Attacking with Alekhine

February 20, 2016 Matthew Sadler 1 comment

I’ve recently been going through Alekhine’s Collection of Best Games (in the Kindle edition otherwise known as the world’s most complete collection of chess misprints) and stopping whenever a game grabs my attention. I got caught up for a few days by the game Alekhine-Isakov played in 1919, It features a very interesting attack in which – as always – a number of discoveries could still be made! The attack starts after Black’s 13th move (13…Bf5)


The position after 13...Bf5 which gave White a great opportunity (which Alekhine did not miss!) to launch an attack
The position after 13…Bf5 which gave White a great opportunity (which Alekhine did not miss!) to launch an attack

Here Alekhine started a sudden and dangerous attack:


14.Bxf7+ Kxf7 15.Qd5+ Kf6


This is the first point of the attack. The king must go to f6 as 15…Kg6 loses to 16.Rxe8 Qxe8 17.Nh4+. The king is very badly-placed now and gets in the way of his knight on g4 which White tries to exploit immediately.





The crucial juncture at which Black has 3 possible continuations. We’ll start with the move played in the game: 16…Be6





Here Alekhine played 17.Qd2 but White has a more forcing continuation that occurred to me pretty much immediately. Strangely enough, I haven’t seen it mentioned anywhere


17.Rxe6+ Rxe6 18.Qg5+ Kf7 19.Qf5+


This is a typical mechanism in White’s attack in this game: he uses checks with the queen to both misplace the Black king and free attacking squares for his other pieces with tempo (in particular the knight) Here Qf5+ frees g5 for the White knight on f3. By the same token, the simple 17.Qg5+ (instead of 17.Rxe6) Kf7 18.Qf4+ (freeing g5 with a check again for the White knight) would also have been much better for White.




19…Nf6 20.Ng5+

19…Rf6 20.Qd5+ Again one of those aimless-looking checks!  (20.Ng5+ Ke8 wasn’t clear20…Ke8 (20…Kg6 21.Qe4+ Stockfish’s choice.  (21.Nh4+ Kh6 22.hxg4 g5 23.Nf5+  was my line and is also very strong21…Kh6 22.Bf4+)  21.Re1+ Nge5 22.Nxe5


20.Ng5+ Ke8


20…Kg8 21.Qxh7#





The key tactic!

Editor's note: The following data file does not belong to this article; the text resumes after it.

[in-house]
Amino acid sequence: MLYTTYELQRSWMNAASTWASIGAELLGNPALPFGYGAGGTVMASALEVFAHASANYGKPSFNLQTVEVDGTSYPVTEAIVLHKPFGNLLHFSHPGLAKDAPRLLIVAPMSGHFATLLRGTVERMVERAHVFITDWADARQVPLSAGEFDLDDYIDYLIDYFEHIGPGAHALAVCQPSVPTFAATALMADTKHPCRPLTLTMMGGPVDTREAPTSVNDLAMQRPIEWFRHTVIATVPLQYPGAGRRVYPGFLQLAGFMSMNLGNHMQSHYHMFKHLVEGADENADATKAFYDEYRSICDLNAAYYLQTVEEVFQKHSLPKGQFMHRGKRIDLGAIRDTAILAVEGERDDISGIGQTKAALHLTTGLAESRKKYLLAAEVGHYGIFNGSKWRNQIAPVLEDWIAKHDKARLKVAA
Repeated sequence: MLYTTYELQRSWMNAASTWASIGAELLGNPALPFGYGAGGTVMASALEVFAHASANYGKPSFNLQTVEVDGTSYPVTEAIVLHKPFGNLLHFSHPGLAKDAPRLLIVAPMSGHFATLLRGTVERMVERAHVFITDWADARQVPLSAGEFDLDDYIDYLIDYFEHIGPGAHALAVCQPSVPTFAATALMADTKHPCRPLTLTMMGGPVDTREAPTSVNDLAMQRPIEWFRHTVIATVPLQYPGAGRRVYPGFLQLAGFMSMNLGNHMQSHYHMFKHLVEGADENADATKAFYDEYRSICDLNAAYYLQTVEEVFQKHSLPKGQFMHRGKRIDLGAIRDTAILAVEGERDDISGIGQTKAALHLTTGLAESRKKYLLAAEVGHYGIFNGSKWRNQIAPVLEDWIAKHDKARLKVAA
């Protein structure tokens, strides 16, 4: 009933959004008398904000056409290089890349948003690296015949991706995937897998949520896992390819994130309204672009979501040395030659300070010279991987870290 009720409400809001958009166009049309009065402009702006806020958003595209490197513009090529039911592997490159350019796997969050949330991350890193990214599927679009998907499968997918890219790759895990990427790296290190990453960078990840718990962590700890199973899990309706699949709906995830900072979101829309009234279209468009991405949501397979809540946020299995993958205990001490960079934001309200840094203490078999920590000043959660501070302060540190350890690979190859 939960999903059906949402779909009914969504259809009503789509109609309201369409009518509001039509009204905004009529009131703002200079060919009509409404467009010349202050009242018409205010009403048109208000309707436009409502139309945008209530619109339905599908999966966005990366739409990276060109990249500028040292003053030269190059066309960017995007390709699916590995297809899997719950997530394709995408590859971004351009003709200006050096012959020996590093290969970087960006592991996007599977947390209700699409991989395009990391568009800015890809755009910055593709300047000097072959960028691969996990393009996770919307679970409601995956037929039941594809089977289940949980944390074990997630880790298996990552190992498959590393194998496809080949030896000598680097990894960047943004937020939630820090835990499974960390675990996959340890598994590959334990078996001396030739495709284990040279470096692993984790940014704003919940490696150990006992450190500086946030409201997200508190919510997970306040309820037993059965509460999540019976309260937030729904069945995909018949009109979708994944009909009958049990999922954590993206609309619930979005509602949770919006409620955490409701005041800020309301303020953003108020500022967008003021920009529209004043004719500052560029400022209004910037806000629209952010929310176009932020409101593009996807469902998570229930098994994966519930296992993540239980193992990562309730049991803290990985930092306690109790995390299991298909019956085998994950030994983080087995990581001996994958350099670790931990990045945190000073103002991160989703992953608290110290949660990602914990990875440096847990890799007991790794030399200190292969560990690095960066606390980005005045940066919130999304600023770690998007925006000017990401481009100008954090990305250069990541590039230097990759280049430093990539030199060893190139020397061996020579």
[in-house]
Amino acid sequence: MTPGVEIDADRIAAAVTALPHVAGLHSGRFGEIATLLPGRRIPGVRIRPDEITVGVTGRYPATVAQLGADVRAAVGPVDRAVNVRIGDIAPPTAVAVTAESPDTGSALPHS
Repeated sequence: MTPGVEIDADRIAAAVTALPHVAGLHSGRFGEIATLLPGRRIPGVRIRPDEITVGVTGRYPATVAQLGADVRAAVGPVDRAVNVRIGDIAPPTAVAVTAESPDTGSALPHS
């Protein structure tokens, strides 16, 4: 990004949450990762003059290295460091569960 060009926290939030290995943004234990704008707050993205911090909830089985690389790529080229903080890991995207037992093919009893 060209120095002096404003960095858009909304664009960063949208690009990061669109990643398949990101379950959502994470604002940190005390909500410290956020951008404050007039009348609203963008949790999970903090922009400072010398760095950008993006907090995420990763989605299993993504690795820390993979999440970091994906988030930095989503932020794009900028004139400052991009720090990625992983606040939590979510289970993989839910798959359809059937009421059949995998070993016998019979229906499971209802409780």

21…Qxf5 22.Nxg7+ Kf7 23.Nxf5 leaves White 2 pawns up


B. 16…Nh6




As the intermediate move 16…Be6 doesn’t seem to work, Black should examine the immediate retreat of the knight.




Just as Alekhine did in the game




Now 18.Qd2 would transpose back to the game which was also very strong, but via this move order I think that White has an even stronger continuation.


18.g5+ Kf7 19.g6+



A similar theme to the queen checks in the variation after 16…Be6. A White piece checks to misplace the Black king and then frees g5 for the knight to enter!




19…Kf6 20.Qg5#

19…hxg6 20.Ng5+ Kg8 21.Rxe6


19…Kxg6 20.Rxe6+ Rxe6 21.Qxe6+ Qf6 22.Qe4+ Kh5 23.Kh1 (Credit to Stockfish! I’d seen this idea, but I got it a little wrong in my head. I wanted to play 23.Qd5+ Kg6 24.Kh1, but 23…Qf5 is much better of course) 23…Qxd6 24.Rg1 Qf6 25.h4 is very neat as Black cannot stop Rg5+ in any sensible way


20.Rxe6 Rxe6 21.Qxe6+ Kh8 with a clear advantage for White though Black is still surviving (just!)


C. 16…Qa5



This is a suggestion of John Nunn’s and looks to be the most challenging defence. Funnily enough, I’d considered it but only after first 16…Nh6 17.g4 and now 17…Qa5. Here 18.Be5+ wins immediately as 18…Rxe5 19.g5+ is a gorgeous little intermezzo! 19…Ke7 20.Qxa5 Nxa5 21.Rxe5 wins as does 19…Kg6 20.Nxe5+ Kxg5 21.Qg2+ Kf6 22.Nxc6. And no, I didn’t spot that last one on my own – I needed Stockfish for that!





I was very pleased when I found this idea. John Nunn only considers 17.Qxa5 which I thought might be an edge for White but Stockfish considers it dead equal.




17…Nge5 18.Nxe5 Rxe5 19.Rxe5 Nxe5 20.Be7+ One of those weird tactical points: you use the bishop on c5 to block off the queen on a5 and then later exploit a discovered attack!

17…Rad8 18.Bd4+ Kg6 19.Qxa5 Nxa5 20.hxg4 Bxg4 21.Ne5+ is really strong as well


18.g4 Rad8


My main line


18…Qxc3 I found this a tough nut to crack. 19.Qd6+ Stockfish  (19.g5+ Kg6 20.gxh6 was my line. It’s better for White but not the best19…Kf7 20.Qc7+ Kg8 21.Bd4 Wins! Astonishing!




Again exploiting the fact that the knight on c6 is defending the queen on a5




19…Nxd4 20.g5+  (20.Qxa5 Nxf3+ is fine for Black)  20…Kg6 21.Nh4+ Kxg5 22.Qxa5 Nc6 23.Nf3+ Kf4 24.Qc7+ Kxf3 25.Qg3# was my line and gets the Stockfish seal of approval!




Stockfish finds the kill

20.gxf5+ was my line. 20…Kh5 (20…Nxf5 21.Re6+ Kh5 22.Qe4 wins) 21.Qxa5 Nxa5 22.f6 I thought this would be a nice advantage for White. Correct, but there is better!


20…Kg5 21.f4+



21…Kxf4 22.Rf1+ Kg5 23.Qxa5 Nxa5 24.Nxf5 Nc6 25.Be3+ wins


So does Black have any better? Well if you have any experience analysing with computers, then one defensive idea will pop up into your head straightaway: 16…Qa5 17.Bc5 Qd8! And very soon after that the thought 18.Bd6 Qa5 19.Bc5 Qd8 hug-hug, kiss-kiss, draw agreed! But we have more than that!


17.Bc5 Qd8 18.Qc4


This looked pretty good to me and the engines are all very happy with White’s prospects too.




18…Nge5 19.Nxe5 Nxe5 (19…Rxe5 20.Rxe5 Nxe5 21.Bd4) 20.Bd4 followed by f4 leaves White a pawn up with Black’s king exposed


19.Be3 Rxe3


19…Qd3 20.Qb3 b6 21.Rad1 is also good for White


20.Rxe3 is a clear advantage according to Stockfish.


So it just remains to show how Alekhine finished things off! It was maybe a little less forcing, but still very powerful!


16.h3 Be6 17.Qd2 Nh6 18.g4 g6 19.g5+ Kf7 20.gxh6 Qf6 21.Ng5+ Kg8 22.f4 Rad8 23.Rad1 Bc4 24.Be7



24…Rxd2 25.Bxf6 Rxe1+ 26.Rxe1 Bf7 27.Ne4 Rxa2 28.Bg7 Bb3 29.Nf6+ Kf7 30.Nxh7




Another great attack from Alekhine!







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